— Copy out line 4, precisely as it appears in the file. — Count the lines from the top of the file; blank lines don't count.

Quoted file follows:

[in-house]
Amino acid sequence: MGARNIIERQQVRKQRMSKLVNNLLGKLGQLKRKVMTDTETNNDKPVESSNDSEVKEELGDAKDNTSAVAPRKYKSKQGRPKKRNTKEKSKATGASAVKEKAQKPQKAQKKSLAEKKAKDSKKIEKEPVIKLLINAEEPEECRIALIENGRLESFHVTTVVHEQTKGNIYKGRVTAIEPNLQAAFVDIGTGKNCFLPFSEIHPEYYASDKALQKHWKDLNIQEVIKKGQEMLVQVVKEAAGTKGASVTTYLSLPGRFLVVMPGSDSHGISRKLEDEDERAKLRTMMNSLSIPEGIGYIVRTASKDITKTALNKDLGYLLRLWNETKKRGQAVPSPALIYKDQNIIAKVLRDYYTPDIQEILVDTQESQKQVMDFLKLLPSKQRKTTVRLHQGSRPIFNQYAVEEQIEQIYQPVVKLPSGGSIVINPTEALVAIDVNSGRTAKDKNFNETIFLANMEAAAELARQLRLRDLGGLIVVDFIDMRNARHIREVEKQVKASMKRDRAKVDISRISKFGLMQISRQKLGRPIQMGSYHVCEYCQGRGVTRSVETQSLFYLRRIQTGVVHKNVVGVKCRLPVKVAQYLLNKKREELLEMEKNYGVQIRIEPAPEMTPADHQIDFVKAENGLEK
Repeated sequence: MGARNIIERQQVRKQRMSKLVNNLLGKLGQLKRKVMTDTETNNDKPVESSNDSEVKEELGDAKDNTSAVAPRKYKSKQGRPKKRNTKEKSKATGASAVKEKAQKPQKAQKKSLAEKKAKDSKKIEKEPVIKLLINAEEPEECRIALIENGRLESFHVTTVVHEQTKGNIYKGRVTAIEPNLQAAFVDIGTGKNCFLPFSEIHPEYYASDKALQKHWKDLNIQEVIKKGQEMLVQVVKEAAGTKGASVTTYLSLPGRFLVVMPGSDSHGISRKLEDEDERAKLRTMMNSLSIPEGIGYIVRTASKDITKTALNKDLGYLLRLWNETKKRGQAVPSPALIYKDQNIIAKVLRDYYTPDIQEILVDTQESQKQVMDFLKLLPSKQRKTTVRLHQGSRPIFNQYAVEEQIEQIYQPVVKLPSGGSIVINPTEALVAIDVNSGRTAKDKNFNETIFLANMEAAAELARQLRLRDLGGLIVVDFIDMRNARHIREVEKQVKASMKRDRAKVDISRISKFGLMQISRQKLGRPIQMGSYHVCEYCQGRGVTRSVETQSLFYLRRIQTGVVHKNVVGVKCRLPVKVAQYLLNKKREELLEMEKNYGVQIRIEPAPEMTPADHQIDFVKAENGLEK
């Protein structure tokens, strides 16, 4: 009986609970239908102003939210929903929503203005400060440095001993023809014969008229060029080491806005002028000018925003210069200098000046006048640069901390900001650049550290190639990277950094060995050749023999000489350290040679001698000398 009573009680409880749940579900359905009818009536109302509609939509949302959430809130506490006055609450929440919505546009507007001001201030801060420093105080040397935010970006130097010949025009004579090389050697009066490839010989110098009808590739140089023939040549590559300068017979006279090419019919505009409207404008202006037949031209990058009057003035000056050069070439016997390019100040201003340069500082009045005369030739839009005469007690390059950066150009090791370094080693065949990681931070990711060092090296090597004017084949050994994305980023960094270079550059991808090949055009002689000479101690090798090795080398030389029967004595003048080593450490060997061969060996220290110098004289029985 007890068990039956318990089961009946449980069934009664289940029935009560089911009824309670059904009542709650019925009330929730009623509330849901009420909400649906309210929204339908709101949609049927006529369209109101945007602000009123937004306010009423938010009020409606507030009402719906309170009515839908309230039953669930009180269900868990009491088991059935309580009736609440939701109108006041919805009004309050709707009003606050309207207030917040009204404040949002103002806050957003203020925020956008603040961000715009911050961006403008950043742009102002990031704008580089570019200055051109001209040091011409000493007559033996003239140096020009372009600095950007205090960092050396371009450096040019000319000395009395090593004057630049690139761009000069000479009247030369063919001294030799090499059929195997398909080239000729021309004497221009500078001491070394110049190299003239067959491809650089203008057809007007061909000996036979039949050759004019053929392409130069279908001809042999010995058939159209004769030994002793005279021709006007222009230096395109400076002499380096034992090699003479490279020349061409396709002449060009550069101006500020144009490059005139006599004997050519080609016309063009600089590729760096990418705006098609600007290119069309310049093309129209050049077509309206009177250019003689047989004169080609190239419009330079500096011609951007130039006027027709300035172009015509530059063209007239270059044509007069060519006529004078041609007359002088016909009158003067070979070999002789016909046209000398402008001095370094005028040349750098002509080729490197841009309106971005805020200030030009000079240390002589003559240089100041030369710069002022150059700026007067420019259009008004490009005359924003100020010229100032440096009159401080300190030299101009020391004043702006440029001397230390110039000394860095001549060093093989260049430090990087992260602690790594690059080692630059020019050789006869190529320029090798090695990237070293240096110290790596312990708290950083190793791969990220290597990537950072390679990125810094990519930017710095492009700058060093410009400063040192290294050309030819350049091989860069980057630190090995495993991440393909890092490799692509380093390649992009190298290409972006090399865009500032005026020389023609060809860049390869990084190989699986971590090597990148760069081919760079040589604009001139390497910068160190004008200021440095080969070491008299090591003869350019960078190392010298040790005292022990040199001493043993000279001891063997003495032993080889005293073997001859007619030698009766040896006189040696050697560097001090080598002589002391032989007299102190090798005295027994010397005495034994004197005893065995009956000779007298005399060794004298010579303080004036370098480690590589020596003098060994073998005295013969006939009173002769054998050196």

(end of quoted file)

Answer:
């Protein structure tokens, strides 16, 4: 009986609970239908102003939210929903929503203005400060440095001993023809014969008229060029080491806005002028000018925003210069200098000046006048640069901390900001650049550290190639990277950094060995050749023999000489350290040679001698000398 009573009680409880749940579900359905009818009536109302509609939509949302959430809130506490006055609450929440919505546009507007001001201030801060420093105080040397935010970006130097010949025009004579090389050697009066490839010989110098009808590739140089023939040549590559300068017979006279090419019919505009409207404008202006037949031209990058009057003035000056050069070439016997390019100040201003340069500082009045005369030739839009005469007690390059950066150009090791370094080693065949990681931070990711060092090296090597004017084949050994994305980023960094270079550059991808090949055009002689000479101690090798090795080398030389029967004595003048080593450490060997061969060996220290110098004289029985 007890068990039956318990089961009946449980069934009664289940029935009560089911009824309670059904009542709650019925009330929730009623509330849901009420909400649906309210929204339908709101949609049927006529369209109101945007602000009123937004306010009423938010009020409606507030009402719906309170009515839908309230039953669930009180269900868990009491088991059935309580009736609440939701109108006041919805009004309050709707009003606050309207207030917040009204404040949002103002806050957003203020925020956008603040961000715009911050961006403008950043742009102002990031704008580089570019200055051109001209040091011409000493007559033996003239140096020009372009600095950007205090960092050396371009450096040019000319000395009395090593004057630049690139761009000069000479009247030369063919001294030799090499059929195997398909080239000729021309004497221009500078001491070394110049190299003239067959491809650089203008057809007007061909000996036979039949050759004019053929392409130069279908001809042999010995058939159209004769030994002793005279021709006007222009230096395109400076002499380096034992090699003479490279020349061409396709002449060009550069101006500020144009490059005139006599004997050519080609016309063009600089590729760096990418705006098609600007290119069309310049093309129209050049077509309206009177250019003689047989004169080609190239419009330079500096011609951007130039006027027709300035172009015509530059063209007239270059044509007069060519006529004078041609007359002088016909009158003067070979070999002789016909046209000398402008001095370094005028040349750098002509080729490197841009309106971005805020200030030009000079240390002589003559240089100041030369710069002022150059700026007067420019259009008004490009005359924003100020010229100032440096009159401080300190030299101009020391004043702006440029001397230390110039000394860095001549060093093989260049430090990087992260602690790594690059080692630059020019050789006869190529320029090798090695990237070293240096110290790596312990708290950083190793791969990220290597990537950072390679990125810094990519930017710095492009700058060093410009400063040192290294050309030819350049091989860069980057630190090995495993991440393909890092490799692509380093390649992009190298290409972006090399865009500032005026020389023609060809860049390869990084190989699986971590090597990148760069081919760079040589604009001139390497910068160190004008200021440095080969070491008299090591003869350019960078190392010298040790005292022990040199001493043993000279001891063997003495032993080889005293073997001859007619030698009766040896006189040696050697560097001090080598002589002391032989007299102190090798005295027994010397005495034994004197005893065995009956000779007298005399060794004298010579303080004036370098480690590589020596003098060994073998005295013969006939009173002769054998050196």